Africa Bridge Launches a New Ward – November 23, 2017 – Africa Bridge Starts New Project in Tanzania – Three Villages in Kambasegela Ward to Benefit from Unique Sustainable Development Program.

Non-profit Africa Bridge announced it has initiated work in the three villages with a population of 5600 people in the Kambasegela Ward of the Rungwe District in the rural southern highlands of Tanzania. Africa Bridge implements a unique five-year community-driven sustainable development program to assist vulnerable children and their caregivers with a goal of lifting then out of dire poverty. Results from other villages where the program has been implemented show measurable improvements in the lives of children, their caretakers, and whole villages.

The Africa Bridge program has proven successful to date in 34 villages in Tanzania, breaking the poverty cycle for thousands and bringing hope to a region that is among the poorest in the world. The area is very remote from the country’s coastal commercial center in Dar es Salaam or tourist areas near Arusha and Mt. Kilimanjaro. Africa Bridge provides very little direct aid. Instead, the organization teaches the villagers to help themselves to create African solutions to African problems.

“The people of Kambasegela are among the poorest in the world, with many families living on the equivalent of one dollar a day,” said Deborah Saunders, executive director, Africa Bridge. “The area has one of the highest rates in the world for HIV/AIDS infection with little access to health care. We have started our program in the villages there to provide assistance to the most vulnerable children and their households with a goal of breaking the cycle of poverty.”

The five-year Africa Bridge program begins with Future Search meetings involving villagers including adults and children and Africa Bridge consultants. During these meetings, village issues are discussed and solutions designed beginning with economic development. Within Kambasegela, major concerns addressed by participants included the increasing number of deaths of parents and guardians due to HIV, impacts of other diseases such as cholera, few children being able to attend school, ever-present poverty, child labor, divorces, domestic violence, illiteracy of community members particularly women, lack of food and school education materials. All of these issues affect the psychological, economic and mental well-being of children in the Ward.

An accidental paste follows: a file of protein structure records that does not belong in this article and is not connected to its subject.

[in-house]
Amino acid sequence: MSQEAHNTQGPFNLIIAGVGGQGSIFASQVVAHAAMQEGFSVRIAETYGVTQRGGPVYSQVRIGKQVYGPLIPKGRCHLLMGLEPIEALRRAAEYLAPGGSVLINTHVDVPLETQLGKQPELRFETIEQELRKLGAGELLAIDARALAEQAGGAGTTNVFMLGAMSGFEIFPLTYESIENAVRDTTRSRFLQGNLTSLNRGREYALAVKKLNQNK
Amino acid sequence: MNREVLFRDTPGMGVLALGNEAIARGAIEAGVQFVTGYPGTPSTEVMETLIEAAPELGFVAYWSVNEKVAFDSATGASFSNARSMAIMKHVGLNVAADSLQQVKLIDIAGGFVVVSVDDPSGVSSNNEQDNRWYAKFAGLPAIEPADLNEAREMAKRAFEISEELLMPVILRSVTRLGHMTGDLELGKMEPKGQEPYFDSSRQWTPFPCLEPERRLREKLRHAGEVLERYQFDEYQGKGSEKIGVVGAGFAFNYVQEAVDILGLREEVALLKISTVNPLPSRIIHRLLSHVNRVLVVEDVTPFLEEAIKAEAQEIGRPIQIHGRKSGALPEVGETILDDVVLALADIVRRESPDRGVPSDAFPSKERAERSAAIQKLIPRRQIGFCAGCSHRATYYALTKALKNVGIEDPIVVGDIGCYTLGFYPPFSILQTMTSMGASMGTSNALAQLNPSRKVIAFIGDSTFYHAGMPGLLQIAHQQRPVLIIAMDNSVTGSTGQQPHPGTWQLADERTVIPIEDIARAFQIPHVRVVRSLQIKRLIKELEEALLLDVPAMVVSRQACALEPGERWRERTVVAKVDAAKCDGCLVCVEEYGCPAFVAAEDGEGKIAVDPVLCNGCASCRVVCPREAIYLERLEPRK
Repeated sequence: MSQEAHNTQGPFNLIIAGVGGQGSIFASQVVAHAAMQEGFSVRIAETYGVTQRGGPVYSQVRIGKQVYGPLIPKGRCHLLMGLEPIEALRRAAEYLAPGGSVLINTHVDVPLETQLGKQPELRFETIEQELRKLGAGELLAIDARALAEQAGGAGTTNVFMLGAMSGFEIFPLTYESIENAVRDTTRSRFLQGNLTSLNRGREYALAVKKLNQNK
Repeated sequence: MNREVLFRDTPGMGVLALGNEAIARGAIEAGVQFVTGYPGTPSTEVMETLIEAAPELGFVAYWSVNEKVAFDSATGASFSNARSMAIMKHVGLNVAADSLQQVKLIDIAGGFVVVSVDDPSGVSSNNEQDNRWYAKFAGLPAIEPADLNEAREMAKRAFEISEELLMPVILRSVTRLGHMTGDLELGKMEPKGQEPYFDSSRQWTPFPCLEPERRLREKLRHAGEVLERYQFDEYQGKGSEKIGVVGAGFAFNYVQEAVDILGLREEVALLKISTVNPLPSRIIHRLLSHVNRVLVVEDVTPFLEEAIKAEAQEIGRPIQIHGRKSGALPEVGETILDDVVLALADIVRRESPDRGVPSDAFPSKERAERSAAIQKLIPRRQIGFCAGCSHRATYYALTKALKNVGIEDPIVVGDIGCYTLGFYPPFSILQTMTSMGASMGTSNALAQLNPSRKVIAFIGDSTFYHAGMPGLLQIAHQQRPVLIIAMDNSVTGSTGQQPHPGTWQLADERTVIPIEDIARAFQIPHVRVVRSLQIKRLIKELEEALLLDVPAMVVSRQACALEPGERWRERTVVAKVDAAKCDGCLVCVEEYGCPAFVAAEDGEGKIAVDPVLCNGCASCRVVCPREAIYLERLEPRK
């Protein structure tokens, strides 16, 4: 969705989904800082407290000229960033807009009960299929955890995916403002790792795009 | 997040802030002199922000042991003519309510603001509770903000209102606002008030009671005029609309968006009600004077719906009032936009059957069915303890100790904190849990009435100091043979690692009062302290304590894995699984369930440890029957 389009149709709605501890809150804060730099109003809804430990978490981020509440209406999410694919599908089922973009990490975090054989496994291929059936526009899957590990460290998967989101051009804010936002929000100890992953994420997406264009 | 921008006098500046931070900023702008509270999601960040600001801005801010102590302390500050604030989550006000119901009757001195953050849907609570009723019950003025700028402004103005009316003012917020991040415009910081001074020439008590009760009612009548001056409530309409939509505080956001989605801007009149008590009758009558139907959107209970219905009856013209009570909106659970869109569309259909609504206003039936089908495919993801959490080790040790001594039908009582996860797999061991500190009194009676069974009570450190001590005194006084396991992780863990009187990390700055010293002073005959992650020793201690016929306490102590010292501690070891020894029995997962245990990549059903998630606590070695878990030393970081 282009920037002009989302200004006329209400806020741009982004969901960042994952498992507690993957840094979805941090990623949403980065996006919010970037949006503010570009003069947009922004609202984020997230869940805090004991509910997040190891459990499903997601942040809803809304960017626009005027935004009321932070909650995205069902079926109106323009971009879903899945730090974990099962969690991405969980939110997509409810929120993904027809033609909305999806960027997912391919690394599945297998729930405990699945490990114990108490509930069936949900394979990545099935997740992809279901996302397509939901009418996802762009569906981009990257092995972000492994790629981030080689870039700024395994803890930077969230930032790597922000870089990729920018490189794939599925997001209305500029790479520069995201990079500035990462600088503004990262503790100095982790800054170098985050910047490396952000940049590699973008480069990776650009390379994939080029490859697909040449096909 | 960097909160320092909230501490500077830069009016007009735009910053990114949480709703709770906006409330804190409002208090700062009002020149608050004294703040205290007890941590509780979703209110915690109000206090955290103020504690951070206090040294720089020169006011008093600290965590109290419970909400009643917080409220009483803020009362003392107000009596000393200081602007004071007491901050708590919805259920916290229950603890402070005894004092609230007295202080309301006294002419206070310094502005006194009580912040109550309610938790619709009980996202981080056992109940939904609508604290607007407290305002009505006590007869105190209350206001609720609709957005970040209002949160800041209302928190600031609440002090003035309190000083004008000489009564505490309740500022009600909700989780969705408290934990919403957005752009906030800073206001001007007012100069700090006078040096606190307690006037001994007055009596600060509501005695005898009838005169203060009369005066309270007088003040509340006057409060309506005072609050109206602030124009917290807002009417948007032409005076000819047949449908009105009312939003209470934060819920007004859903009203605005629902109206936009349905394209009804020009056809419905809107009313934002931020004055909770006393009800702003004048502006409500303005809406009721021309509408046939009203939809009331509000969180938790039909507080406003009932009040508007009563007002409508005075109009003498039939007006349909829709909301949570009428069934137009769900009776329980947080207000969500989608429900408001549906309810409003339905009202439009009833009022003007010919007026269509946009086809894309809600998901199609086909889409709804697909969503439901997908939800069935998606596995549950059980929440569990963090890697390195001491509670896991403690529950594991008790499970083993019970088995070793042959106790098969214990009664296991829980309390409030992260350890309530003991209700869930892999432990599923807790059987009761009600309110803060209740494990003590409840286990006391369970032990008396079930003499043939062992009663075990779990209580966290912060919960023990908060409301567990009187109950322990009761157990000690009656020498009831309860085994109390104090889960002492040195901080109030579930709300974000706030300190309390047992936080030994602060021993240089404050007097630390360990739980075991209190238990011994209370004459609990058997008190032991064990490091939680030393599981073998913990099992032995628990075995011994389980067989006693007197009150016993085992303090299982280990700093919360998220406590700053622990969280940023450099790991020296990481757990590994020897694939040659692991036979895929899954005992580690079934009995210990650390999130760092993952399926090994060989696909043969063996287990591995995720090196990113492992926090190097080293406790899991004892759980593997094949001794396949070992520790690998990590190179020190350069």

Fortunately, a relatively small amount of money and know-how appropriately applied goes a long way in rural Tanzania. This is achieved by providing start-up capital for support committees and agricultural co-ops, but mostly through extensive training. Some of this is basic farming, some is beginning business and some is entrepreneurial. Africa Bridge also delivers support and training in care-taking and social services, as well as access to health care and education. The Africa Bridge program will be conducted over a five-year period. The program will lead to measurable improvements in vulnerable children’s lives, the lives of their caretakers, and whole villages. More information about the Africa Bridge program is available at

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